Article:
Background
There is currently conflicting evidence surrounding the effects of obesity on postoperative outcomes. Previous studies have found obesity to be associated with adverse events, but others have found no association. The aim of this study was to determine whether increasing body mass index (BMI) is an independent risk factor for development of major postoperative complications.
Methods
This was a multicentre prospective cohort study across the UK and Republic of Ireland. Consecutive patients undergoing elective or emergency gastrointestinal surgery over a 4‐month interval (October–December 2014) were eligible for inclusion. The primary outcome was the 30‐day major complication rate (Clavien–Dindo grade III–V). BMI was grouped according to the World Health Organization classification. Multilevel logistic regression models were used to adjust for patient, operative and hospital‐level effects, creating odds ratios (ORs) and 95 per cent confidence intervals (c.i.).
Results
Of 7965 patients, 2545 (32·0 per cent) were of normal weight, 2673 (33·6 per cent) were overweight and 2747 (34·5 per cent) were obese. Overall, 4925 (61·8 per cent) underwent elective and 3038 (38·1 per cent) emergency operations. The 30‐day major complication rate was 11·4 per cent (908 of 7965). In adjusted models, a significant interaction was found between BMI and diagnosis, with an association seen between BMI and major complications for patients with malignancy (overweight: OR 1·59, 95 per cent c.i. 1·12 to 2·29, P = 0·008; obese: OR 1·91, 1·31 to 2·83, P = 0·002; compared with normal weight) but not benign disease (overweight: OR 0·89, 0·71 to 1·12, P = 0·329; obese: OR 0·84, 0·66 to 1·06, P = 0·147).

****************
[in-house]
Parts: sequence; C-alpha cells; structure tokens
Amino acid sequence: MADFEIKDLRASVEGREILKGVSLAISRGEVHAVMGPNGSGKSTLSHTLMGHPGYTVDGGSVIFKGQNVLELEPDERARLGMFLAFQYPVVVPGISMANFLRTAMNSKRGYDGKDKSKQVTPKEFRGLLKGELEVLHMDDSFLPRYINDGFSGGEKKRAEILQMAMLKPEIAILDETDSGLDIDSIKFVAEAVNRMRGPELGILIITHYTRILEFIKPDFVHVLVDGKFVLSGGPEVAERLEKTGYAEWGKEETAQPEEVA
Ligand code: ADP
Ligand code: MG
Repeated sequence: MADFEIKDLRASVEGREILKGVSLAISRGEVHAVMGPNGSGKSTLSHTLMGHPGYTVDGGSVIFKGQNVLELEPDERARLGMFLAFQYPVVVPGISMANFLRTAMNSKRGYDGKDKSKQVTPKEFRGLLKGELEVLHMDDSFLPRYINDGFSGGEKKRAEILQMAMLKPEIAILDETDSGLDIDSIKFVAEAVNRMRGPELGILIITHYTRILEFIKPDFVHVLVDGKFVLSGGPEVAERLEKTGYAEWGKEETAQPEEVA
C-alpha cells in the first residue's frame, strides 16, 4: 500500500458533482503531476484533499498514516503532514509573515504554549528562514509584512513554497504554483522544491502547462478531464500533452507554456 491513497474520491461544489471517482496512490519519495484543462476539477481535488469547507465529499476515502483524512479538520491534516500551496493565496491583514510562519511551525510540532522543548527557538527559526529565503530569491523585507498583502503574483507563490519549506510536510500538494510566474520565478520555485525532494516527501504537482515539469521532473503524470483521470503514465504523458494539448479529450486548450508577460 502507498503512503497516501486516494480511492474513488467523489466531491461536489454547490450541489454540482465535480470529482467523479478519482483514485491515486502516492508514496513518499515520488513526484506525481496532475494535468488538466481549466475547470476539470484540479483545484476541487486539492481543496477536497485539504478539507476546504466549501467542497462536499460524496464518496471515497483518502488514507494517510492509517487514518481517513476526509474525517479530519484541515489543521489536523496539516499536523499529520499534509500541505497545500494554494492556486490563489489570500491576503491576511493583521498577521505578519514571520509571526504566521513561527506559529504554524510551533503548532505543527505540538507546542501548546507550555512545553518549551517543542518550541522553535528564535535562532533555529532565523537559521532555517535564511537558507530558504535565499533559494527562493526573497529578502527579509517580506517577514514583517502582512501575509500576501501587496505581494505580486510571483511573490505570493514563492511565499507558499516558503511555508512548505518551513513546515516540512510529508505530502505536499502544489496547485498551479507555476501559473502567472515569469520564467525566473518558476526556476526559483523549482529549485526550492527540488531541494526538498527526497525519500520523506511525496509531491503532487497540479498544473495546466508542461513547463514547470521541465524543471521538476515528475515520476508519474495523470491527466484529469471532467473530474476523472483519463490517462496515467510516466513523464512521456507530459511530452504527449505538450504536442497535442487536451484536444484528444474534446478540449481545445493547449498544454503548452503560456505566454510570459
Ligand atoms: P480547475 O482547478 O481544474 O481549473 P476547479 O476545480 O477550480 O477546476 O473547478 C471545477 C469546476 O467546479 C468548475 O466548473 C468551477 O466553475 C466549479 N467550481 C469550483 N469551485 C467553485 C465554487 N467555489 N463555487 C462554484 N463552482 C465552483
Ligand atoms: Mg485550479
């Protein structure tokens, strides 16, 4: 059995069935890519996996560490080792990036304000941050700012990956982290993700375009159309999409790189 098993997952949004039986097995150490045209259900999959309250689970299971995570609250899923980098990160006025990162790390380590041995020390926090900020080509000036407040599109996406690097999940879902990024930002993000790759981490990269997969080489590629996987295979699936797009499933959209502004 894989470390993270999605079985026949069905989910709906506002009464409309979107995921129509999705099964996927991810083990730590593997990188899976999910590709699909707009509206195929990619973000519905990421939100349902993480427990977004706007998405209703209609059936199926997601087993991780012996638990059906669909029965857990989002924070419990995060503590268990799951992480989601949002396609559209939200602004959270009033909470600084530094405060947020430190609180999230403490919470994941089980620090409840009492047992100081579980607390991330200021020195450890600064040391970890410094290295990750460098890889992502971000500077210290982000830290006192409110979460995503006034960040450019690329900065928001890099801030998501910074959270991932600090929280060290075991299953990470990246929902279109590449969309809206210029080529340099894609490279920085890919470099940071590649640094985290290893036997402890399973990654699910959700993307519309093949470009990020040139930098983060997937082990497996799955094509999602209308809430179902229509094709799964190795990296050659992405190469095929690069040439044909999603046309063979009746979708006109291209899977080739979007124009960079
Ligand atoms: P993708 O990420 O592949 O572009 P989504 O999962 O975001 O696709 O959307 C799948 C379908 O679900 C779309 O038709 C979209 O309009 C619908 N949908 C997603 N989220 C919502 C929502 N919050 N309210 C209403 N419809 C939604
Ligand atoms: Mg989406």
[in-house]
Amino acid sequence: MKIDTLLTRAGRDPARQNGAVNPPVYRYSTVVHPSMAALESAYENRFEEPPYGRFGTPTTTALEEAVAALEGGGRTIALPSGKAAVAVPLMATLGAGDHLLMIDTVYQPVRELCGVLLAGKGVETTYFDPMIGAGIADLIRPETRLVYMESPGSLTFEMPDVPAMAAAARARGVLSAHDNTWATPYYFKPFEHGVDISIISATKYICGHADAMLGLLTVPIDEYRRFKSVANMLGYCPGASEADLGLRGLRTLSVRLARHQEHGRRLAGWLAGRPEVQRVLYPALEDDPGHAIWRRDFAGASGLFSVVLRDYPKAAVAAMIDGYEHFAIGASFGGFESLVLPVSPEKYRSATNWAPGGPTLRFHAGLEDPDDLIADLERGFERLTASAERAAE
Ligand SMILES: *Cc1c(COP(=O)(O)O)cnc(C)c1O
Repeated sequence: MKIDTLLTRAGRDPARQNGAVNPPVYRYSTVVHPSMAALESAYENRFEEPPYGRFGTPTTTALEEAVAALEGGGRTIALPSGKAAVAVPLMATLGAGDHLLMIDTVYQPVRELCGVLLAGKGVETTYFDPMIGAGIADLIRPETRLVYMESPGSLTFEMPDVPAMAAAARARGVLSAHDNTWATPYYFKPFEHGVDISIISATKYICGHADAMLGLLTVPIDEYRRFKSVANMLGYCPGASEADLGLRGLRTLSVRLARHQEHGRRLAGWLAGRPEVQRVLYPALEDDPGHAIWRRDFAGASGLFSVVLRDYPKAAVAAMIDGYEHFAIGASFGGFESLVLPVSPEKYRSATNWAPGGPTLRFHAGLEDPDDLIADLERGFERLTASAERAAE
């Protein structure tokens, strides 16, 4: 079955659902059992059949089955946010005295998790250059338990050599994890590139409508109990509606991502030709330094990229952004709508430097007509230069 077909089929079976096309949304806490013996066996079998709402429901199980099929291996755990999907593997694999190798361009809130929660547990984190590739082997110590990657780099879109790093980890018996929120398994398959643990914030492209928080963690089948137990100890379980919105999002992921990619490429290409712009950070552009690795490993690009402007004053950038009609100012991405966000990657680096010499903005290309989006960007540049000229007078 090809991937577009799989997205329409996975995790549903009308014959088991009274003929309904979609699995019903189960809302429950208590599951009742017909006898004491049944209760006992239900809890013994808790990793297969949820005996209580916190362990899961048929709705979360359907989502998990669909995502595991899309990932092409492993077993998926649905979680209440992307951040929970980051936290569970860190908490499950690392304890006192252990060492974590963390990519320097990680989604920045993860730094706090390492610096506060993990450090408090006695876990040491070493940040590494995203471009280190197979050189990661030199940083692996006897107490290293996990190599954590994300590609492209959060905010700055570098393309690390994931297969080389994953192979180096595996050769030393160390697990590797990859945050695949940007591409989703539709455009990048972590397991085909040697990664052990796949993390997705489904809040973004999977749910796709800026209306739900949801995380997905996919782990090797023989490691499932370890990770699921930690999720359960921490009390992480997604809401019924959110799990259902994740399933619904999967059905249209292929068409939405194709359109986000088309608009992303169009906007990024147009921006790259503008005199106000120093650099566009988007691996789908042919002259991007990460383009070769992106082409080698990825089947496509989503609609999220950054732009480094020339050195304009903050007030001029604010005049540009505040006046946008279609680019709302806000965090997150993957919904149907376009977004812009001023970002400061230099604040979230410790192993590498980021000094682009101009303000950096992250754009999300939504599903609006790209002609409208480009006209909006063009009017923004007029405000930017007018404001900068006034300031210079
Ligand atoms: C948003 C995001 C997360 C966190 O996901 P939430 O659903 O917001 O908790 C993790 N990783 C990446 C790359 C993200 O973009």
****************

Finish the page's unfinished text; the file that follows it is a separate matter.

Conclusion
Overweight and obese patients undergoing surgery for gastrointestinal malignancy are at increased risk of major postoperative complications compared with those of normal weight.
High BMI increases risk of complications
doi:10.1002/bjs.10203
PMCID: PMC4973675  PMID: 27321766
8.  Investigation of the Association Between the Fecal Microbiota and Breast Cancer in Postmenopausal Women: a Population-Based Case-Control Pilot Study 
We investigated whether the gut microbiota differed in 48 postmenopausal breast cancer case patients, pretreatment, vs 48 control patients. Microbiota profiles in fecal DNA were determined by Illumina sequencing and taxonomy of 16S rRNA genes. Estrogens were quantified in urine. Case-control comparisons employed linear and unconditional logistic regression of microbiota α-diversity (PD_whole tree) and UniFrac analysis of β-diversity, with two-sided statistical tests. Total estrogens correlated with α-diversity in control patients (Spearman Rho = 0.37, P = .009) but not case patients (Spearman Rho = 0.04, P = .77). Compared with control patients, case patients had statistically significantly altered microbiota composition (β-diversity, P = .006) and lower α-diversity (P = .004). Adjusted for estrogens and other covariates, odds ratio of cancer was 0.50 (95% confidence interval = 0.30 to 0.85) per α-diversity tertile. Differences in specific taxa were not statistically significant when adjusted for multiple comparisons. This pilot study shows that postmenopausal women with breast cancer have altered composition and estrogen-independent low diversity of their gut microbiota. Whether these affect breast cancer risk and prognosis is unknown.
doi:10.1093/jnci/djv147
PMCID: PMC4554191  PMID: 26032724
9.  Clinical outcome prediction in aneurysmal subarachnoid hemorrhage – Alterations in brain–body interface 
Surgical Neurology International  2016;7(Suppl 18):S527-S537.
Background:
Brain–body associations are essential in influencing outcome in patients with ruptured brain aneurysms. Thus far, there is scarce literature on such important relationships.
Methods:
The multicenter Tirilazad database (3551 patients) was used to create this clinical outcome prediction model in order to elucidate significant brain–body associations. Traditional binary logistic regression models were used.
Results:
Binary logistic regression main effects model included four statistically significant single prognostic variables, namely, neurological grade, age, stroke, and time to surgery. Logistic regression models demonstrated the significance of hypertension and liver disease in development of brain swelling, as well as the negative consequences of seizures in patients with a history of myocardial infarction and post-admission fever worsening neurological outcome.